That was my last gift to Guddi. Months went by and I did not sec the mother. Then came the afternoon when, as Baby Teacher and I rushed down the steps, someone caught my hand. It was Guddi's mother and she was crying. In between uncontrollable sobs, she said,"You will never see my Guddi again. God has taken her from us." I was dumbstruck! Tears filled my eyes as I listened to the heartbroken mother. I heard Baby Teacher shout for me to hurry as the bus rolled to a screeching halt before her. I had forgotten all about the bus and it was all I could do to force my feel down the steps and walk towards the bus stop. But by the time I arrived, my sympathetic friend waited alone for me.
Guddi, the bread earner for her addict father, was no more alive. I missed her each time I passed that bridge and the question still troubles me today as to why she had to die so soon. The answer to that will have to wait until Jesus returns. There are hundreds of needy and helpless people around us; let us not pass them by like the Priest or Levite, but like the Good Samaritan, recognize their need.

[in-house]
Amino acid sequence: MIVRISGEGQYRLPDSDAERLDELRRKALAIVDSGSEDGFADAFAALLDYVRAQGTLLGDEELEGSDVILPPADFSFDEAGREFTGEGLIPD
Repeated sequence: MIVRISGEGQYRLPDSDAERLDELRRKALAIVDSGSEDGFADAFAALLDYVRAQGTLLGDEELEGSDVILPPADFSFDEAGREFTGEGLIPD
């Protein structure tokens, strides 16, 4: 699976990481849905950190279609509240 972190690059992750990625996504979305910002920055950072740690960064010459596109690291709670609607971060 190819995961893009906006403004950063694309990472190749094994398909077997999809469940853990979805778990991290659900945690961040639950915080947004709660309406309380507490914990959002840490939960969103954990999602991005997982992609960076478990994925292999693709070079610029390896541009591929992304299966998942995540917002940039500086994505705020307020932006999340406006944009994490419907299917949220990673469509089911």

You may not have money as did that good man to say to the innkeeper, "Take care of him, and whatever more you spend, I will repay you, when I come again." Luke 10:35-37. But God surely opens ways when you desire to do good for others. Some are in need of encouragement and need not money, but a sharing of your faith in Christ. Helping others will give you great pleasure and inner satisfaction. Each time I remember Guddi, I think that I might have done more for her. This experience taught me that we must grab the opportunity to do good when it comes! There is a saying, "Opportunity is bald at the back." In other words, you may not be able to catch it and turn it around a second time. Do not let an opportunity get lost. Be a Good Samaritan today. This is what Jesus taught.